the "regions" provision is there to accomodate minority, rather than majority interests. The Shiites don't need "regions" to exercise autonomy, they can do so as the majority. As such, they can decide how the "national" oil revenues are divvied up -- and deny Sunni's "their fair share."

But what if the Sunni regions decide they want autonomy?

Posted by: lukasiak at December 11, 2005 10:15 PM | Permalink to this comment Permalink

"[T]he 'regions' provision is there to accomodate minority, rather than majority interests. The Shiites don't need 'regions' to exercise autonomy, they can do so as the majority."

That was exactly my point. The present discussion is about the Shiites creating their own region or regions in the south. I was pointing out that since they're in the majority it makes them less likely to do so. As for the oil revenues, the Constitution directs that they be distributed equally, except for the vexing Article 109, which distributes greater oil revenues to the region from which they were taken.

It would take a tectonic reversal in Sunni public opinion before the Sunnis would opt to form a region. (The September IRI poll has Sunni areas at 77% "strongly opposed.") But yes, at some point in the future that may be in the cards, particularly if the Sunnis come to believe that they're being mistreated by the Shiite majority. Such a region would be an unwelcome development, but less so compared with the formation of a southern Shiite one.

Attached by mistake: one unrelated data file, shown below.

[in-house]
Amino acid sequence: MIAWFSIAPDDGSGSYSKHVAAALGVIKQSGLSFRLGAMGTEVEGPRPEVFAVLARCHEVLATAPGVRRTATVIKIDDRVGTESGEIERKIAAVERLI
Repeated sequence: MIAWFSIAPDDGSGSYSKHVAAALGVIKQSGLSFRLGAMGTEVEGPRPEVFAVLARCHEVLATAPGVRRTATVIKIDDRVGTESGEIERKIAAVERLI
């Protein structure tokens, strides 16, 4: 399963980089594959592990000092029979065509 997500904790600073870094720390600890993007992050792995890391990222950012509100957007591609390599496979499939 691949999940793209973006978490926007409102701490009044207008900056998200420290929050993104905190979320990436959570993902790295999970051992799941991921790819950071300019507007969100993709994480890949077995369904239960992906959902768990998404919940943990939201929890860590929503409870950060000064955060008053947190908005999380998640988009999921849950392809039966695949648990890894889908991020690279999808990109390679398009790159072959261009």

Posted by: Dan Larsen at December 11, 2005 11:17 PM | Permalink to this comment Permalink

I disagree about the Shiite regions -- greater Sumer, if you will. Put yourself at the head of Dawa or SCIRI. Regionalizing puts your people in charge of a superstate within a state, and you don't have to share power with either Kurds or Sunni Arabs. You get to keep more of the oil revenue, and you get to keep the national army out. (I predict that the national army will be a preferred destination for Sunni men, and it's senior to mid ranks will have a decidedly Sunni cast by the end of the decade.)

Ordinary folks may not be in favor of Sumer right now, but this is in advance of the parties advocating for it, and the political elites -- who will have much to gain from it -- jockeying.

Posted by: CharleyCarp at December 12, 2005 05:09 AM | Permalink to this comment Permalink

Re: power sharing, the post above should say ". . . you don't have to share power with Kurds, Sunni Arabs, or secular Shiites."

Dawa and SCIRI are not going to attain an absolute majority in the national parliament. One or both would certainly do so in a Sumer parliament.

That alone will prove sufficient basis for regionalizing.

Posted by: CharleyCarp at December 12, 2005 05:12 AM | Permalink to this comment Permalink

pardon want Kanan Makiya being berated here recently for "flowers and candy" optimism? Now hes deeply pessimistic - could this be related to his disappointment at things not working out as well as he incorrectly predicted? Is it possible that Makiya, while a good man who loves Iraq, and loves democracy, is not that good as a prognosticator?

Posted by: liberalhawk at December 12, 2005 03:56 PM | Permalink to this comment Permalink